Absurdly Driven looks at the world of business with a skeptical eye and a firmly rooted tongue in cheek. 

Businesses have to play politics.

Many choose to play both sides, because you never know which way the political cookie's crumbs might fall.

Should you have decided to disappear into a remote jungle to avoid all talk of politics over the last week, you may not know that Delta Air Lines (along with United) severed its ties with gun industry lobby group, the National Rifle Association, last week.

This, in turn, caused Republicans in Georgia -- Delta's home state -- to make sure that the airline wouldn't get a $40 million tax break on jet fuel purchases.

This relationship with the NRA must have been extremely lucrative for its members, you must sigh.

They must have flocked, you'd have thought, to take advantage of the 5 percent discount. 

After all, the NRA boasts of an alleged 5 million members.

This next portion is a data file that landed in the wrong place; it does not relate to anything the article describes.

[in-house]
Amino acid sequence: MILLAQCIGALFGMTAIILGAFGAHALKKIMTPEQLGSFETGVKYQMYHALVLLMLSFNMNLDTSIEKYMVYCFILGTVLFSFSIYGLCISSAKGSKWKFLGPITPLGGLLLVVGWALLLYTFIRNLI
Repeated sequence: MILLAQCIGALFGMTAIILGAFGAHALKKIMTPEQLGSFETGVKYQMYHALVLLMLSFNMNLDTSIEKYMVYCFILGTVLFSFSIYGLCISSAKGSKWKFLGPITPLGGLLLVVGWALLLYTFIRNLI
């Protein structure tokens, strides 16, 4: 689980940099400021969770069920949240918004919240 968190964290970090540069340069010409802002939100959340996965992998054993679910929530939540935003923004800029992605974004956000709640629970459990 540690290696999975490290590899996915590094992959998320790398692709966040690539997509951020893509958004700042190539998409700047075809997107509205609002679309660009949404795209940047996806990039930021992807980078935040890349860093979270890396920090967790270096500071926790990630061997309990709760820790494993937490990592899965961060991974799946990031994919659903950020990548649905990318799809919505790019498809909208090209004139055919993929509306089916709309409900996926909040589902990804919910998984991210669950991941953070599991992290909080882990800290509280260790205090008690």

The data tells a fascinating story.

A Delta spokesman told me that the number of NRA members who ever -- and I mean ever -- took advantage of the discount was 1,300,000.

Wait, that's not quite right. It was actually 13.

Delta wouldn't be drawn on how this compares to other groups who get the same discount.

My elementary math currently appears to show a cost to Delta of $3 million for every one of them.

The airline, naturally, believes this is a point of principle. 

Its CEO Ed Bastian issued a statement that read, in part: "Our decision was not made for economic gain and our values are not for sale. We are in the process of a review to end group discounts for any group of a politically divisive nature."

When you hear of a business getting involved in one sort of political dispute or another, it's easy to forget how it got involved and what the true numbers at stake really are.

Sometimes, they can be baffling.